The seeds for “Pictures Of Me: An Evening In Tribute To The Music Of Elliott Smith” (Friday, July 29 at Cactus Club) were planted in 2013. As a way to break the mold of tributes dedicated solely to commercially successful mega artists, local musician/writer Sahan Jayasuriya curated a night of performers paying tribute to Big Star. Jayasuriya says the show came “simply out of a desire to hear those songs be played live by people whose music I liked.” With the success of the Big Star show in tow, Jayasuriya set out to build upon its framework.

After roughly a year of planning, Friday’s Elliott Smith tribute show has been expanded to be a benefit show. Instrument backline support will be provided by Music Go Round of Greenfield, and all proceeds will go to Prevent Suicide Greater Milwaukee. “Suicide has affected a lot of people over the last few years,” Jayasuriya says. “This definitely includes people in Milwaukee, but it’s still something that goes undiscussed, despite the larger conversation behind self care and mental health being far more open now.”

Jayasuriya is quick to note that “making this event a benefit for suicide prevention awareness isn’t speculation on Elliott’s passing, but his music has often been associated with darker themes.”

The grim reality is that the music world is a bastion of truth for the isolated and the harmed people of the world. It’s an open door for exploration. Many pass through, but not all gain enlightenment. Years after Smith succumbed to the darkness, his music continues to provide a light for many.

In just shy of two decades since his passing, the legend of Elliott Smith has grown astronomically. From an Oscar nomination to major label record deals, you can’t exactly call Smith’s career unsuccessful. But in his time, he’d yet to reach his current status as a cultural icon. “At the time of his passing he was scheduled to play here at Mad Planet,” Jayasuriya says. “That’s where his career was at that point.”

Since his passing, there has been no shortage of Elliott Smith related material. His music has been issued via a posthumously assembled album, an odds and ends collection, and expanded reissues of his back catalog. There’s been a tribute album, multiple books, and the full-length documentary Heaven Adores You. The vast majority of these projects being good faith ventures, a healthy legacy has been built and continues to grow.

With people clamoring to sing the praises of Smith’s catalog, Jayasuriya puts it into perspective. “In the same way that Big Star was definitely ‘your favorite band’s favorite band’ for a certain era of music, the same can be said about Elliott Smith.” Stars as disparate as Frank Ocean and Beck have sung Smith’s praises. Death Cab For Cutie frontman Ben Gibbard credits Smith with inspiring his own band as well as other indie stars of the era such as The Shins and Iron and Wine. Phoebe Bridgers has said, “It’s like The Beatles to me.”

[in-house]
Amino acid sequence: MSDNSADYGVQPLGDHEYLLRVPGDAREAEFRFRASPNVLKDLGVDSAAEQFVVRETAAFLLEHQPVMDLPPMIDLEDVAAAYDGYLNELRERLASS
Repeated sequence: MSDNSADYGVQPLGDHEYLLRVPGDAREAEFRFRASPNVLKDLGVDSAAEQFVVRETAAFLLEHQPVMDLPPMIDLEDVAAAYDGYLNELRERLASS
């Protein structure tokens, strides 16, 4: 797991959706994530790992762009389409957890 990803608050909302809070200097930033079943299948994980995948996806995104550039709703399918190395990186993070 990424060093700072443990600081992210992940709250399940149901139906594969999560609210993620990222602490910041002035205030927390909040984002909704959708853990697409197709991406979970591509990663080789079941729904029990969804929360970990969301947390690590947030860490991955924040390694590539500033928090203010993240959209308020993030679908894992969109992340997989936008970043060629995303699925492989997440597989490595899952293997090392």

Looking at the “Pictures Of Me” lineup, you’ll find that while there are a few performers that were adults at the time of Smith’s 2003 passing, the majority of them were middle school-aged or younger. “I wanted people who were fans of his music, and everyone performing is a fan of his,” Jayasuriya says. “Many of the people performing were driven to participate by the benefit component as well.”

As with most tribute shows, expect a fair share of covers that are faithful to the originals. It’s what we know, and tapping into that vibe is like a warm embrace among friends. Will there be deconstructed, sideways takes on Smith classics? There’s no shame in letting pure emotion and honesty fuel your method of expression. As you will read in the testimonials below, Elliott Smith’s music has deeply affected the past few decades of music fans—and, in all likelihood, will continue to do so for future decades.

“My favorite thing about Elliott and his music is that it strikes something in your core and can bring out so many emotions in just one song alone. I love that he makes the music take focus and he himself was just a relatively normal guy, similar to why I look up to Brian Wilson. A songwriter you’ll only get once a generation.” — Cody Ratley of Shamewave

“Elliott Smith has a way of capturing dark emotions in a very poignant way. I got involved with this show because he is one of my biggest influences and his music helped me through some difficult times in my life.” — Micah of So Zuppy

“I was 16 when I first heard his second album. At the time I was still trying to figure myself out in this world and I was not feeling super great about myself. It’s a dark record with beautiful and haunting melodies that I always keep coming back to when I feel low. What I love about his music is that he wasn’t afraid of being vulnerable, and his honesty. For me, that’s the kind of music that sticks with you forever.” — Alisa Rodriguez of Apollo Vermouth

“Elliott’s music was a bastion of honesty and vulnerability about mental health struggles which were then and are now very real to my friends and to me. I lost one of my best friends to suicide in 2018. Many of my bandmates and buddies have lost close friends. A lot of us struggle, sometimes invisibly, with making it through each day. Elliott’s music plumbed the vast joys and impossible challenges that come with being a person. The songs will never stop being powerful, healing and poignant.” — Kat Wodtke of Long Mama

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About The Author

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Dan Agacki is a veteran of long dead publications like Punk Planet, Fan-Belt, and Ctrl Alt Dlt. He currently contributes to The Shepherd Express and Explain. His free time is spent frantically searching for Black Flag live bootlegs.